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EPL librarian Lesley Williams to face possible termination on Friday

Lesley+Williams+speaks+after+a+disciplinary+hearing+in+April.+Williams+faces+another+hearing+on+Friday+%E2%80%94+which+could+lead+to+her+termination+%E2%80%94+following+a+Facebook+post+she+made+late+last+month.
Lesley Williams speaks after a disciplinary hearing in April. Williams faces another hearing on Friday — which could lead to her termination — following a Facebook post she made late last month.

Lesley Williams speaks after a disciplinary hearing in April. Williams faces another hearing on Friday — which could lead to her termination — following a Facebook post she made late last month.

Daily file photo by Katie Pach

Daily file photo by Katie Pach

Lesley Williams speaks after a disciplinary hearing in April. Williams faces another hearing on Friday — which could lead to her termination — following a Facebook post she made late last month.

Kristina Karisch, Assistant City Editor

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Popular librarian Lesley Williams will face another disciplinary hearing Friday morning that could lead to her termination from the Evanston Public Library.

Williams, EPL’s only black librarian, said she received notice Tuesday from library director Karen Danczak Lyons that she would again be suspended from her job and face a disciplinary hearing. Williams said she received a 15-day suspension — for which the reason is still unknown — in April but returned to work May 24.

The new suspension is tied to a Facebook post Williams made late last month, according to an EPL email published by one of Williams’ supporters. In the Facebook post, Williams shared pictures of bilingual flyers that advertised the library’s commitment to “free & equal access for all.”

“Some organizations are true leaders in practicing equity and inclusion,” Williams wrote in the post. “And some prefer to post signs on their bulletin boards.”

According to the EPL email, Williams’ Facebook post violated policies regarding a healthy work environment and the use of information technology by a city official. The email also said the post defamed or damaged the library and its reputation.

“You have exhibited poor work performance, gross incompetence, conduct unbecoming, and repeated failure to work in accordance with City policies,” the email said.

Friday’s disciplinary hearing will determine whether Williams will keep her position as head of adult services, which she has held for roughly 20 years. Admissions made during the meeting may lessen the consequences, according to the email.

Library officials told The Daily in a statement Thursday that “neither the Evanston Public Library nor the City of Evanston can comment on pending employee disciplinary matters.”

“Any employee who violates policies of the City of Evanston or the Evanston Public Library will be subject to discipline,” the statement said.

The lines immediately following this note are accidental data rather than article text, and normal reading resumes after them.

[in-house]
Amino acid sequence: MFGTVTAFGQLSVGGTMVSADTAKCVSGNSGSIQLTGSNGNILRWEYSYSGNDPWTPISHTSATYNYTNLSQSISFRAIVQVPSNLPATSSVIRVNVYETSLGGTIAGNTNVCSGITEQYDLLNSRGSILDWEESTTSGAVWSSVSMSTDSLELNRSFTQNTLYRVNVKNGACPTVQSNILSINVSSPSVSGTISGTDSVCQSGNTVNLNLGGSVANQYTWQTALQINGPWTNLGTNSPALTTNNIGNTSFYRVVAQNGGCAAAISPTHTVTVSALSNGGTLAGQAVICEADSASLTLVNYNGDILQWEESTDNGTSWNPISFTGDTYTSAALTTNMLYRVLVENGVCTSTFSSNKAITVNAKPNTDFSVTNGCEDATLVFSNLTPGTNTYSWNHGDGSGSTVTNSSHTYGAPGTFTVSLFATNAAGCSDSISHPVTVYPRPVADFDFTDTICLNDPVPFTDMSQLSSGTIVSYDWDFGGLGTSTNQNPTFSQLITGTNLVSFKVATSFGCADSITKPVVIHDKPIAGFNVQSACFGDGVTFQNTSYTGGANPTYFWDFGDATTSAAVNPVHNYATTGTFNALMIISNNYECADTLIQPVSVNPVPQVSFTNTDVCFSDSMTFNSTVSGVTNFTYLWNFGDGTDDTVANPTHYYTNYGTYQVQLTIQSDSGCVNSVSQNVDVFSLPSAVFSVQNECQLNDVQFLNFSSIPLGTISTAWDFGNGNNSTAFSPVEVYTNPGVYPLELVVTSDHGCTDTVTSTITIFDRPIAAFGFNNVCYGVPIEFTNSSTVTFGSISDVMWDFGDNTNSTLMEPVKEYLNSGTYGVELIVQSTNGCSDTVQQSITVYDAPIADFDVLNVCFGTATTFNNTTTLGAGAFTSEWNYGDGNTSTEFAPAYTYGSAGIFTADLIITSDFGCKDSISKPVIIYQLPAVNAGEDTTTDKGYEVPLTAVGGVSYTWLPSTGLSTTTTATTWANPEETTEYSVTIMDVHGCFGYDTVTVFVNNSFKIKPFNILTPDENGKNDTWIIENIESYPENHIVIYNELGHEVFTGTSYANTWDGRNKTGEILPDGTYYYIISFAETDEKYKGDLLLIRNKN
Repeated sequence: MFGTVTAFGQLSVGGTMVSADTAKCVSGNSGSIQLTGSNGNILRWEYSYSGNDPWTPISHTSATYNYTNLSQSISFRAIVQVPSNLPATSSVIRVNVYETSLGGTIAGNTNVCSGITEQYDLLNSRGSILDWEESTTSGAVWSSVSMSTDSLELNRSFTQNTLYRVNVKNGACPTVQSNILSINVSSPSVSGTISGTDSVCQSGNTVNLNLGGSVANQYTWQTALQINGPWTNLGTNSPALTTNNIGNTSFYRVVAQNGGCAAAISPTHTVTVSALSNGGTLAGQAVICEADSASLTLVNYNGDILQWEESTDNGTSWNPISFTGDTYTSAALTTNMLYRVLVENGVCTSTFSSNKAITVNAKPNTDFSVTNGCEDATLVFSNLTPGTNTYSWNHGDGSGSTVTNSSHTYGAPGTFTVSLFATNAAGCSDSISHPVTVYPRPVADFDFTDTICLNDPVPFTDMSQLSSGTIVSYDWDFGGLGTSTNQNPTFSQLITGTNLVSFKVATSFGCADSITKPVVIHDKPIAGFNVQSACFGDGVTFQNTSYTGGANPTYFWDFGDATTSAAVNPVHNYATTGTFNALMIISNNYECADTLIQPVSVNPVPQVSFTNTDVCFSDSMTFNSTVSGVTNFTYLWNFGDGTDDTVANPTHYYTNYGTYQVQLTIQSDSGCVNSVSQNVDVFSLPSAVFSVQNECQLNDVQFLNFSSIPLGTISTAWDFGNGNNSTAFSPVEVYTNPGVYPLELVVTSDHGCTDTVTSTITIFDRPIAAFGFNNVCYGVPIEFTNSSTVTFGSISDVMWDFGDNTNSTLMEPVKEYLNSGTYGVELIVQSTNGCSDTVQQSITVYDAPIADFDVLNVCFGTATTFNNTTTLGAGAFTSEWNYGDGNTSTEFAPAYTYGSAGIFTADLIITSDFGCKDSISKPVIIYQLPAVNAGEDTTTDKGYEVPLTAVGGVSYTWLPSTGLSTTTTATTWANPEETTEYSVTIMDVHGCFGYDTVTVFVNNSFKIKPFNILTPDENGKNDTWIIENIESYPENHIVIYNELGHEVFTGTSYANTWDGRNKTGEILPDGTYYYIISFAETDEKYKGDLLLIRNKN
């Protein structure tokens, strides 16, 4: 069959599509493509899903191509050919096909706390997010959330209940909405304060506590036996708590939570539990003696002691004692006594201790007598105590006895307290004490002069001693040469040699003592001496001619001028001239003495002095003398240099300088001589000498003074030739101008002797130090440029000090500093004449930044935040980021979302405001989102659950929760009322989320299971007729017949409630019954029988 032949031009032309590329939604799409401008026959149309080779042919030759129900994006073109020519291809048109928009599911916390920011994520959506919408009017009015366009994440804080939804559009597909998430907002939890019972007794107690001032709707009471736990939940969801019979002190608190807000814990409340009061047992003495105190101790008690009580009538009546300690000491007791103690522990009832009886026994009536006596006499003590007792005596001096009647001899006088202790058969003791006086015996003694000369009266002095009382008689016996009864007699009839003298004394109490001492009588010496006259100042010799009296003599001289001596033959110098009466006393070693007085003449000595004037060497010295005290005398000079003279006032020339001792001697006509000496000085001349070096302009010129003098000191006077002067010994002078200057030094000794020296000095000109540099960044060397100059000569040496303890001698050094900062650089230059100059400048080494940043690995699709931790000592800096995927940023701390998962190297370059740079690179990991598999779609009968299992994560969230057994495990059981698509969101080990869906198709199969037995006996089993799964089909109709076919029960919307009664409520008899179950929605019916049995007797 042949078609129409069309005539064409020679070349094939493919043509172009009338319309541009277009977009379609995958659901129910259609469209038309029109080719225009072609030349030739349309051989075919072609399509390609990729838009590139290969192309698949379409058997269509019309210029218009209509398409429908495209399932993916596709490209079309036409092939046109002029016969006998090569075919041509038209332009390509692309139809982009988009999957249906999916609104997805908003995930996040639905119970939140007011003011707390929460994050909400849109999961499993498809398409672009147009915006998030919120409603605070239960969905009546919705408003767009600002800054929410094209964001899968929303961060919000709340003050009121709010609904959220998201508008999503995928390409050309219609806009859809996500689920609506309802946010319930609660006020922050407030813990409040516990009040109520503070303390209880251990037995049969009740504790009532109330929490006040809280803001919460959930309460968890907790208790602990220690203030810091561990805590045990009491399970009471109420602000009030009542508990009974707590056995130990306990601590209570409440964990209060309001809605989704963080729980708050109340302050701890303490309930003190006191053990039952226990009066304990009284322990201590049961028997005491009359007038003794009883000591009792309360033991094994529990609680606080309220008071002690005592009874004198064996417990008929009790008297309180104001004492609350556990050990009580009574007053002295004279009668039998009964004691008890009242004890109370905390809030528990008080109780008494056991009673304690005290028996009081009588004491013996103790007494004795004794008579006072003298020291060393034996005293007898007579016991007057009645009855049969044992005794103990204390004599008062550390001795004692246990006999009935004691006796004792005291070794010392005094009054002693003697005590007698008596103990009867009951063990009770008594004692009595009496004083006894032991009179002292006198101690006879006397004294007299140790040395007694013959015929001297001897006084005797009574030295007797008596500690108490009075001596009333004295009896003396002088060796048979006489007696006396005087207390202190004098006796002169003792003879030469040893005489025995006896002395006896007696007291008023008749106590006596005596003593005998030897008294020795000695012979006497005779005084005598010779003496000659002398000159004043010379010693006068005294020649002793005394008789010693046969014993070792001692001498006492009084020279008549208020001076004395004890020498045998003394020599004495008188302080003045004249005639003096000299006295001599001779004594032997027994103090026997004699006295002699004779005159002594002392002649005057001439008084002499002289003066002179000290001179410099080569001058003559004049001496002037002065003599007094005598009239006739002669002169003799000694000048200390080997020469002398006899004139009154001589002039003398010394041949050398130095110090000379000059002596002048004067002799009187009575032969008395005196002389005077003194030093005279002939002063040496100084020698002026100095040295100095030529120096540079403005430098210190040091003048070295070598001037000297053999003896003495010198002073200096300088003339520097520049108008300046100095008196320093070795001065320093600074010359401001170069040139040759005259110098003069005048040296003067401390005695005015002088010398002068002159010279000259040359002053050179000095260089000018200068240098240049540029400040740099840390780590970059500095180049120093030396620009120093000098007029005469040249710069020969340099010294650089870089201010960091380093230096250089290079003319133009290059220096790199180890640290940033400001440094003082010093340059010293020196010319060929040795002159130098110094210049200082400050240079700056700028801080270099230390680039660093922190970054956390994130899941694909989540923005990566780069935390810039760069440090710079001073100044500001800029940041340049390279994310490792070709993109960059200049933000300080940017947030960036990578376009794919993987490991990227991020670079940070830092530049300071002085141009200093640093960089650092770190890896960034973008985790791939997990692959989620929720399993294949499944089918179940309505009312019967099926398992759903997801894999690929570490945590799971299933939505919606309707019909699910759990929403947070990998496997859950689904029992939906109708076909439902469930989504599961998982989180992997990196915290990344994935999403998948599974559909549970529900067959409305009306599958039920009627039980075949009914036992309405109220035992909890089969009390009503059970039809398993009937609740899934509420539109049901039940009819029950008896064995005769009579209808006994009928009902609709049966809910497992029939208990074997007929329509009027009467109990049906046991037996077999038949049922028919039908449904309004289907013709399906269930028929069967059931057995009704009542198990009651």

Williams said she saw the bilingual flyers as a “slap in the face” to residents who called for an equity audit of the library after her first suspension. She said the library does not do enough for minority communities in terms of staff and collection diversity.

Library officials have said they are committed to equity, but are limited in making additions to their book collections due to a small budget.

“The idea that we as volunteers … aren’t interested in equity and don’t represent the community, it’s upsetting to us,” EPL board president Michael Tannen told The Daily in May. “We want to do better, but we’re doing the best with what we’ve got. Our staff works their tails off to deliver equity to all corners of Evanston.”

After Williams posted pictures of the equity flyers on Facebook, she said two library staff members lodged a complaint with human resources, which made its way to Danczak Lyons.

An email from the library to Williams said the flyers were made “to ensure that visitors, especially immigrants and refugees were welcome in the library,” and that the employees who made them were “extremely offended by your comment and your post which created an unhealthy work environment.”

Jes Scheinpflug, a Chicago resident who published the library’s emails to Williams, said a rally would be held Friday to support Williams ahead of her hearing. Scheinpflug said the rally would show that community members are on Williams’ side.

Williams said she stands by her decision to post the pictures on Facebook, and hopes her action will increase equity across the city.

“I have felt that there was a target on my back every day … and that it was really just a matter of time before (the library) found a way to get rid of me,” she said. “Rather than just suffer a death by a thousand cuts, I felt it was vitally important to stand up for people in the community who are having their concerns dismissed.”

Email: kristinakarisch2020@u.northwestern.edu
Twitter: @kristinakarisch

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